Naperville Park District warns public to be mindful of red-winged blackbirds defending their turf

Red-winged blackbird perched on sun shade.
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The Naperville Park District is warning the public to keep an eye out for some “feisty birds” that are defending their turf in some area parks.

Red-winged blackbirds protecting their territory

Caution sign warning about red-winged blackbirds protecting their territory.

Photo courtesy: Naperville Park District

In a message on social media on Monday, the district noted that red-winged blackbirds are “nesting at Knoch Knolls Park and in other Naperville Park District parks.”

The males are known for defending their territory during breeding season, which they are currently in the midst of, said the park district. According to the National Audubon Society, the adults are “very aggressive in nesting territory, attacking larger birds that approach, and loudly protesting human intruders.”

The males are black in color, with red and yellow shoulder patches which they raise to be seen, as they “belt out their signature ‘conk-cha-ree’ song,” to be heard, said the park district. Their job is to be on guard duty, usually having five to 15 females as well as their nests to protect.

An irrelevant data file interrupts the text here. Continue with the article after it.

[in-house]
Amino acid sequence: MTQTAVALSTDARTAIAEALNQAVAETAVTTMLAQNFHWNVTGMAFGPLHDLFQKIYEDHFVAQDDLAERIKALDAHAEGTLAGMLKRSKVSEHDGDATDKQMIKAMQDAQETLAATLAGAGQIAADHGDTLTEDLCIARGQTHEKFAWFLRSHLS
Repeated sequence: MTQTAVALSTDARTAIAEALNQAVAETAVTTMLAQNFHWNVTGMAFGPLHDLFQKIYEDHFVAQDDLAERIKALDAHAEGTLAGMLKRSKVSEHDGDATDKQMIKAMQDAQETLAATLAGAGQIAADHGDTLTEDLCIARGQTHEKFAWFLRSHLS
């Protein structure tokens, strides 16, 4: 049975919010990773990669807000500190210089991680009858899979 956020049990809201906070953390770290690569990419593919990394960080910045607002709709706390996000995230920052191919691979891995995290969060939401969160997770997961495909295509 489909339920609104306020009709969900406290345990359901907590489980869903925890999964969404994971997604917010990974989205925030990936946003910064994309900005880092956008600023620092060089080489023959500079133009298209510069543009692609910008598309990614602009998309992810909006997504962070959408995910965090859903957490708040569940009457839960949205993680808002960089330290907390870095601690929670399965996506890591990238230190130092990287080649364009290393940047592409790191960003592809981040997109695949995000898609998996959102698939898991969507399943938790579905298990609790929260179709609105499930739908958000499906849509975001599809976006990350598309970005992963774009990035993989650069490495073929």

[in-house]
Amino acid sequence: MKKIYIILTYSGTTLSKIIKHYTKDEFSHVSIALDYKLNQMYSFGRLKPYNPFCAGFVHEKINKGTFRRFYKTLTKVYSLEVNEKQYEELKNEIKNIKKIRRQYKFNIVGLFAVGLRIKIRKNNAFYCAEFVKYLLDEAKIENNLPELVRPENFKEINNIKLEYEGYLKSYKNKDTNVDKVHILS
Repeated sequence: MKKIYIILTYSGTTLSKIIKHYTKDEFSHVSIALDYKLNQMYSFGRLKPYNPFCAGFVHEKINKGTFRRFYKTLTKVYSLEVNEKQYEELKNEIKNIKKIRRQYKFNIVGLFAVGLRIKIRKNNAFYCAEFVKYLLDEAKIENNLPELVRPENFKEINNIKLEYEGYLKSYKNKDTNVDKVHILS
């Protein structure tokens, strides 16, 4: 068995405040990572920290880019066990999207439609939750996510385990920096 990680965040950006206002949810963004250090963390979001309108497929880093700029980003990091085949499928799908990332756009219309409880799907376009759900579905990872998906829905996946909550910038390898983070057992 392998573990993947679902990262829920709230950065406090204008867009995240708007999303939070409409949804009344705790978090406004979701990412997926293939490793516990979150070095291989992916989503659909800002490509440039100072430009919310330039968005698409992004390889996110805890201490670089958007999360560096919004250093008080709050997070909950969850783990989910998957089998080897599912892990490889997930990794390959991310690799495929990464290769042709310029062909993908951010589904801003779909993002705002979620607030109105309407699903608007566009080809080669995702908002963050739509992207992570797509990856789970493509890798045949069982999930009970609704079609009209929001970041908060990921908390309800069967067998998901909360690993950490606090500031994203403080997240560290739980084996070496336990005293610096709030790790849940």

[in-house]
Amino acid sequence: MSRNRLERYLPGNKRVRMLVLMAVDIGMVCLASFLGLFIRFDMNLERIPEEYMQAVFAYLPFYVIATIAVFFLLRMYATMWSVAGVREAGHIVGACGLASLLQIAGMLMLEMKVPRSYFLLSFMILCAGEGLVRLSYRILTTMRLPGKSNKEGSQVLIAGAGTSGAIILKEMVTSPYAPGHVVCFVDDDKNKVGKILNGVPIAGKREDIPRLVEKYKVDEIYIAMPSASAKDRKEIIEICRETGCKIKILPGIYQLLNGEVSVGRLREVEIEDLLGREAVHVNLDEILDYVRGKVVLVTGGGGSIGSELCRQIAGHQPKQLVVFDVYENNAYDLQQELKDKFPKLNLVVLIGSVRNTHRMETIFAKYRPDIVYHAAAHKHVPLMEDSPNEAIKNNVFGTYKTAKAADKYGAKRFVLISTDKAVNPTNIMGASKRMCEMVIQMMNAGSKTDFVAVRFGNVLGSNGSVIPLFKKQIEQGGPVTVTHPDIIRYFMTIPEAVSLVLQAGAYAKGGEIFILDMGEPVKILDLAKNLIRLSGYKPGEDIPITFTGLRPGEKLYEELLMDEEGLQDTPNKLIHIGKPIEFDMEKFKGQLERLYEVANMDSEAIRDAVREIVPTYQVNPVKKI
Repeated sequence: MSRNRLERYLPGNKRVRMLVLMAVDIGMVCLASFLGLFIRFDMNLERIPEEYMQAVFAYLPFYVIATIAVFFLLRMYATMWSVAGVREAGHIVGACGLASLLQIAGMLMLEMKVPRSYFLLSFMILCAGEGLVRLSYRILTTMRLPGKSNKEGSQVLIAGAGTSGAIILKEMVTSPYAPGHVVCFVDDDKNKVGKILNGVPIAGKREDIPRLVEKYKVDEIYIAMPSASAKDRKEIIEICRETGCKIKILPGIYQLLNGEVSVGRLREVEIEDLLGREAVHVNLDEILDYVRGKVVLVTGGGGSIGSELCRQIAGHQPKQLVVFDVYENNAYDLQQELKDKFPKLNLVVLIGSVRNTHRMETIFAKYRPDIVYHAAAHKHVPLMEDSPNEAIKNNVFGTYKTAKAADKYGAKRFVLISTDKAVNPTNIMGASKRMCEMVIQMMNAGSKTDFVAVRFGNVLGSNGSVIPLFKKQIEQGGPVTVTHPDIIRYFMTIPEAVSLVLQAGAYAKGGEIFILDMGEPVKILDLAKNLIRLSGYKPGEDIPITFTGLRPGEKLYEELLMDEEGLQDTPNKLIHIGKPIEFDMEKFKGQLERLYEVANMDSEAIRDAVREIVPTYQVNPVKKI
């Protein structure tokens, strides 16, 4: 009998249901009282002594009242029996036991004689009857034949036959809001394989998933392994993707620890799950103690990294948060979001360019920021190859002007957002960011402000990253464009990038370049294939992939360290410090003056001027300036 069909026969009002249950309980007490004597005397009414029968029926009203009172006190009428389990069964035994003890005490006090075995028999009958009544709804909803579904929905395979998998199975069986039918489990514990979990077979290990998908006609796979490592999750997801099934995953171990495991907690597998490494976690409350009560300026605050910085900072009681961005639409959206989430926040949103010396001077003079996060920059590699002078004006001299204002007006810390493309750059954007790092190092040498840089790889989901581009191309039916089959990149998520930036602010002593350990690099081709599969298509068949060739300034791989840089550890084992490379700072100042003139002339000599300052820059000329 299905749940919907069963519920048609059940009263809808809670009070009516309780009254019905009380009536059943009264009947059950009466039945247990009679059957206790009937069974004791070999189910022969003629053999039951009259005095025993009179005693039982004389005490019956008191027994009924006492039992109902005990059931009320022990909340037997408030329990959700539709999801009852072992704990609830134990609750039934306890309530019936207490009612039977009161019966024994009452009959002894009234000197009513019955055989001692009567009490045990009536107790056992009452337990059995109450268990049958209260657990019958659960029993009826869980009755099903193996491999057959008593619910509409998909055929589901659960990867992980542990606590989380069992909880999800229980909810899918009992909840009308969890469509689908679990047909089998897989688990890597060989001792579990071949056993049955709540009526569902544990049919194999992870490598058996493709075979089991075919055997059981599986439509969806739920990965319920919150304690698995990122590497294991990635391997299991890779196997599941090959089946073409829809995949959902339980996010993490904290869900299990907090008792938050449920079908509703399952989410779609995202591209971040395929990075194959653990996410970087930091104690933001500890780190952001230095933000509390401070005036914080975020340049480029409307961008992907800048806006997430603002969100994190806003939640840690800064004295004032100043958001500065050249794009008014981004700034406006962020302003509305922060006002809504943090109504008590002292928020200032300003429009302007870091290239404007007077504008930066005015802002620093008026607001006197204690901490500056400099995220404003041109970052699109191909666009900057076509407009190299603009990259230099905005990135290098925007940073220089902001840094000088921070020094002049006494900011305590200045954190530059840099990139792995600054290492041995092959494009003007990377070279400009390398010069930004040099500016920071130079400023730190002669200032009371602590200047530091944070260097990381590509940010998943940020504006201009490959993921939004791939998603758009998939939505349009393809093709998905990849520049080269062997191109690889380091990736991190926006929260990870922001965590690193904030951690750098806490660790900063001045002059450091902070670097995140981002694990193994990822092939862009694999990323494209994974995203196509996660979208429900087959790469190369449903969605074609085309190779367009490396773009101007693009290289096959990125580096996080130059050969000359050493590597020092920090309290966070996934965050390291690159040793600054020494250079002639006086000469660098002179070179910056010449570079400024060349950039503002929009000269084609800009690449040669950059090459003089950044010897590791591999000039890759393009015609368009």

The nests are usually found close to water or near the ground. The birds like to set them in dense areas, like bushes, where they can be hidden. The nests are typically made out of plant material and are formed into a cup shape.

Knoch Knolls Nature Center, 95th Street Community Plaza among spots sighted

red-winged blackbird keeps watch at 95th Street Community Plaza

Red-winged blackbird keeps watch at 95th Street Community Plaza.

The park district said that a red-winged blackbird family is currently nesting in a bush in front of the Knoch Knolls Nature Center, and also in a bush by the parking lot. The district has put up signs to let the public know to keep an eye out as they are heading toward the playground and the nature center.

If people get too close, the birds may flutter above them and possibly even dive-bomb someone they see as a threat.

The district said in order to avoid the birds by Knoch Knolls if heading to the playground, visitors can “feel free to bypass the main path in front of the nature center, by taking the sidewalk near the street which intersects with a paved trail that leads back to the playground.”

A red-winged blackbird was also spotted on Wednesday at the 95th Street Community Plaza, perched on a pole holding the sun shades at the edge of the splash pad, keeping a watchful eye on visitors and making its presence known.

The park district said if someone does find themselves being challenged by one of the birds, “just walk away from the area.” Another option is to wave your hands above your head, which might discourage them.

Protected by the law

The park district reminds the public that red-winged blackbirds as well as their nests are protected by the law.

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